We were the Lucky Ones

Bomber Command Memorial Unveiling - London

Squadron Leader David Leicester DFC and Bar, OAM at the unveiling of the Bomber Command Memorial by Her Majesty Queen Elizabeth II, in June 2012.

Sergeant David Leicester, a young Australian Pilot, was 19 years of age when he first flew a Halifax Bomber over Germany.  After casualties in his squadron rendered it short of pilots he was promoted directly to Squadron Leader. David flew a total of 68 missions over Europe.

David volunteered to become a pilot with the Pathfinder Force. Pathfinders were selected for their flying skill.  Pathfinder aircraft preceded the main bomber force and flew into the teeth of battle to mark intended targets with flares and incendiary bombs.

Of those who served in RAF Bomber Command, approximately 44 percent did not survive the war.  This figure rises to 50 percent for Pathfinder crews.  A heavy burden for David to carry, but one he has learnt to shoulder with the support of family and friends.

In the 2007 Queen’s Birthday Honours David was awarded the Medal of the Order of Australia for service to the community through ex-service, heritage and local government organisations.  A fitting and appropriate honour for such a fine citizen.

On Thursday 28 June 2012, 70 years after his first flight over Germany, a reflective and at times tearful Squadron Leader David Leicester DFC and Bar, OAM (Retd) found himself at Green Park in London with more than 100 Australian veterans and their families to witness the dedication and unveiling of the Bomber Command Memorial by Her Majesty Queen Elizabeth II.  A fitting memorial unveiled to ensure the noble sacrifice of such enormous magnitude will never be forgotten.

The memorial was built to commemorate the airmen who gave their lives serving in RAF Bomber Command during the Second World War. The ceremony was attended by veterans and relatives of the 55,573 airmen from across the Allied nations.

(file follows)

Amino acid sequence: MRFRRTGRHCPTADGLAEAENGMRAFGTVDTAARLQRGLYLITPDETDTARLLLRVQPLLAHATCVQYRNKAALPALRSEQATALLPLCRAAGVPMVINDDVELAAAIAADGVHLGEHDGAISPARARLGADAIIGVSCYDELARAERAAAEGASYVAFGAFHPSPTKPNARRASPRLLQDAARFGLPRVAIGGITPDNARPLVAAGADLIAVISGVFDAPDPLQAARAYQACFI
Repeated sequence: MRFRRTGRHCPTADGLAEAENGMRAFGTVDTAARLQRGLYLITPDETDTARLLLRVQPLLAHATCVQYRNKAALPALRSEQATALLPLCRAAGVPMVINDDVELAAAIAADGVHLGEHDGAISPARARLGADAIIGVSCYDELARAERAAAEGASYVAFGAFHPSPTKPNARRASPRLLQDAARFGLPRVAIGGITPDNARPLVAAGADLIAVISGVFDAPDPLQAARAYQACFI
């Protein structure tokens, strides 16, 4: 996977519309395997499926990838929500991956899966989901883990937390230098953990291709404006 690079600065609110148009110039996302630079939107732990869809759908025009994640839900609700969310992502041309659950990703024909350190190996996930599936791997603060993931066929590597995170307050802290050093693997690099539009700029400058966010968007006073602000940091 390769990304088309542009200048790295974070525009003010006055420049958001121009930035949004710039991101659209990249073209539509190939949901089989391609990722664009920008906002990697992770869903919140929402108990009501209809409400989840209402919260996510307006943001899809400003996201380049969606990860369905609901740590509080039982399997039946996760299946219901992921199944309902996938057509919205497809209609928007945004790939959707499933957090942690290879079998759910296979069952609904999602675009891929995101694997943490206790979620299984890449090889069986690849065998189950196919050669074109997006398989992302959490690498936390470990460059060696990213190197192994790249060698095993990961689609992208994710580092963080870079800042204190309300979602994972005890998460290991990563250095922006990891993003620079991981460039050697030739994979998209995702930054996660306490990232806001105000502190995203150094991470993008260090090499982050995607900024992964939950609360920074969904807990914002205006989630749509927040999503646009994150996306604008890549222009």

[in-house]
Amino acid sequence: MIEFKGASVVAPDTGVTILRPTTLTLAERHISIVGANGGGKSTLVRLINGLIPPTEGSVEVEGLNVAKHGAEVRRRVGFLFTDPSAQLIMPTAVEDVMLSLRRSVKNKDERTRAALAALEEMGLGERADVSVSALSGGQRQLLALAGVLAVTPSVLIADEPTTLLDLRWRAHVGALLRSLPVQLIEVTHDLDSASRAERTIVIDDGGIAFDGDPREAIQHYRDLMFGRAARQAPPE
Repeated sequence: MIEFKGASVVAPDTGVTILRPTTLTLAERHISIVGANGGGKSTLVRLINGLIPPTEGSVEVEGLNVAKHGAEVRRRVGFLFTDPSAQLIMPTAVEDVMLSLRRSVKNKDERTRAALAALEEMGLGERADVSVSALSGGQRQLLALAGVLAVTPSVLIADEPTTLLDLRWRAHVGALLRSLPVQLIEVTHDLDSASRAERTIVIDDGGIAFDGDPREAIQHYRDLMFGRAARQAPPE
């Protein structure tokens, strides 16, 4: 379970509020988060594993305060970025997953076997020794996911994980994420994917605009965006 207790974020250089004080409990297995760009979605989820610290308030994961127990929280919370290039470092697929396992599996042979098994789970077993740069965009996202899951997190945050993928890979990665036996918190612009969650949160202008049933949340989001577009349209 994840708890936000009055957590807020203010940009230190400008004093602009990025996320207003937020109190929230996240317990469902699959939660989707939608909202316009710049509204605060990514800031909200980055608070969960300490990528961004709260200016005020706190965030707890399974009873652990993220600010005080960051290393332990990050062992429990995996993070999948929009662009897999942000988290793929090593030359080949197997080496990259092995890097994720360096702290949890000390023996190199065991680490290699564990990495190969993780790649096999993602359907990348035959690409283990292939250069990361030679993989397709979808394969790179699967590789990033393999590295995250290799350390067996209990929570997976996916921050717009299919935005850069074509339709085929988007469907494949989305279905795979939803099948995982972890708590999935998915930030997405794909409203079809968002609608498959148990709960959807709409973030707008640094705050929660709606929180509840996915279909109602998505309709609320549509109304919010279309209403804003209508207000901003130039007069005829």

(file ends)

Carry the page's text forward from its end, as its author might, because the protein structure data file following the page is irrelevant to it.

Some 10,000 Australian airmen served with the Royal Air Force’s Bomber Command during the Second World War, during which almost 3,500 were killed in action with another 650 dying in training accidents in the United Kingdom. So many lives lost, but a democratic and free way of life defended from tyranny due to the service and sacrifice by so many brave men and women.

Having been invited to recite the Ode of Remembrance at the ceremony in the presence of Her Majesty the Queen, the combination of pride and sadness felt by SQNLDR Leicester is unimaginable.

SQNLDR Leicester is to soon turn 94 years of age and still attends commemorative events when he can.  David enjoys the company of his wife, Joan and sons Michael and Graham. The attached picture of David being introduced to the Queen hangs in pride of place in the Leicester household and says so much about arguably the greatest generation we have seen.

SQNLDR Leicester offered this memory from his service with RAF Bomber Command:

“One of the worst nights for me was March 30/31 1944 when 96 aircraft were shot down and a further number crash landed. It was the worst night for Bomber Command casualties and we had a particularly bad time, returning on three engines and severe damage to the aircraft.  It was a very rough landing, but we were the lucky ones.”

Lest we forget.


References

http://anzaccentenary.sa.gov.au/wp-content/uploads/2015/03/Veterans-Voice-Newsletter-September-2012.pdf
https://www.rafbf.org/bomber-command-memorial/about-memorial/dedication-and-unveiling-bomber-command-memorial
http://www.northerndailyleader.com.au/story/139638/bomber-vets-remember-mates/
https://en.wikipedia.org/wiki/RAF_Bomber_Command_Memorial
http://www.news.com.au/world/emotional-uk-visit-for-aussie-vets/news-story/7256eb154987a53e2ebf7954b584f0f0